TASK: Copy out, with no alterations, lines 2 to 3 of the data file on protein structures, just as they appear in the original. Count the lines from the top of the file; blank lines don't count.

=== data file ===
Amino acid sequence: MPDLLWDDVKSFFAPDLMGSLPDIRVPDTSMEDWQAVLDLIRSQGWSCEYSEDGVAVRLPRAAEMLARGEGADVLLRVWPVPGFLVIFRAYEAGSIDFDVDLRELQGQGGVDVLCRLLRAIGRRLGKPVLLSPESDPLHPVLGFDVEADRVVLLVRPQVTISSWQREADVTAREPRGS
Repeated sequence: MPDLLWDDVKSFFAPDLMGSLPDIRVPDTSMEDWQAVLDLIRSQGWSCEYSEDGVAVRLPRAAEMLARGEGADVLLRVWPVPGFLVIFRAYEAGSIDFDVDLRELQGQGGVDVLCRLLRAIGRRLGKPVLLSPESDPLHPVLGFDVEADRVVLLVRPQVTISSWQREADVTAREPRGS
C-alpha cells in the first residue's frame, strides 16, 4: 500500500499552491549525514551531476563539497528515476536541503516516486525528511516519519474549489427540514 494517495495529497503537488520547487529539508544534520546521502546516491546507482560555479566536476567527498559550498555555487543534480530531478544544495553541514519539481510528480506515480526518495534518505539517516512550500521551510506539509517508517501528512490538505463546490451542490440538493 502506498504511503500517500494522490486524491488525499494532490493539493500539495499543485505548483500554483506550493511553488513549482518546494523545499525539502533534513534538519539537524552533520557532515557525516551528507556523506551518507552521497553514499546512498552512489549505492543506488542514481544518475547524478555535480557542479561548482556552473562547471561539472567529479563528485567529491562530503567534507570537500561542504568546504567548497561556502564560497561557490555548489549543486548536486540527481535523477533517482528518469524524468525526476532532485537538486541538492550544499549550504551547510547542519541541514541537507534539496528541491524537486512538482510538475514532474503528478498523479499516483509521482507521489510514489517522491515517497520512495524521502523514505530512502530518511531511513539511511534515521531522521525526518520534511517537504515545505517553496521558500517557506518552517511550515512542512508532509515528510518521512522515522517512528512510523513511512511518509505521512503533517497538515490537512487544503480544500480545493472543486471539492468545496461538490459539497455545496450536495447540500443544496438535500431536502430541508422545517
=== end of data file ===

Repeated sequence: MPDLLWDDVKSFFAPDLMGSLPDIRVPDTSMEDWQAVLDLIRSQGWSCEYSEDGVAVRLPRAAEMLARGEGADVLLRVWPVPGFLVIFRAYEAGSIDFDVDLRELQGQGGVDVLCRLLRAIGRRLGKPVLLSPESDPLHPVLGFDVEADRVVLLVRPQVTISSWQREADVTAREPRGS
C-alpha cells in the first residue's frame, strides 16, 4: 500500500499552491549525514551531476563539497528515476536541503516516486525528511516519519474549489427540514 494517495495529497503537488520547487529539508544534520546521502546516491546507482560555479566536476567527498559550498555555487543534480530531478544544495553541514519539481510528480506515480526518495534518505539517516512550500521551510506539509517508517501528512490538505463546490451542490440538493 502506498504511503500517500494522490486524491488525499494532490493539493500539495499543485505548483500554483506550493511553488513549482518546494523545499525539502533534513534538519539537524552533520557532515557525516551528507556523506551518507552521497553514499546512498552512489549505492543506488542514481544518475547524478555535480557542479561548482556552473562547471561539472567529479563528485567529491562530503567534507570537500561542504568546504567548497561556502564560497561557490555548489549543486548536486540527481535523477533517482528518469524524468525526476532532485537538486541538492550544499549550504551547510547542519541541514541537507534539496528541491524537486512538482510538475514532474503528478498523479499516483509521482507521489510514489517522491515517497520512495524521502523514505530512502530518511531511513539511511534515521531522521525526518520534511517537504515545505517553496521558500517557506518552517511550515512542512508532509515528510518521512522515522517512528512510523513511512511518509505521512503533517497538515490537512487544503480544500480545493472543486471539492468545496461538490459539497455545496450536495447540500443544496438535500431536502430541508422545517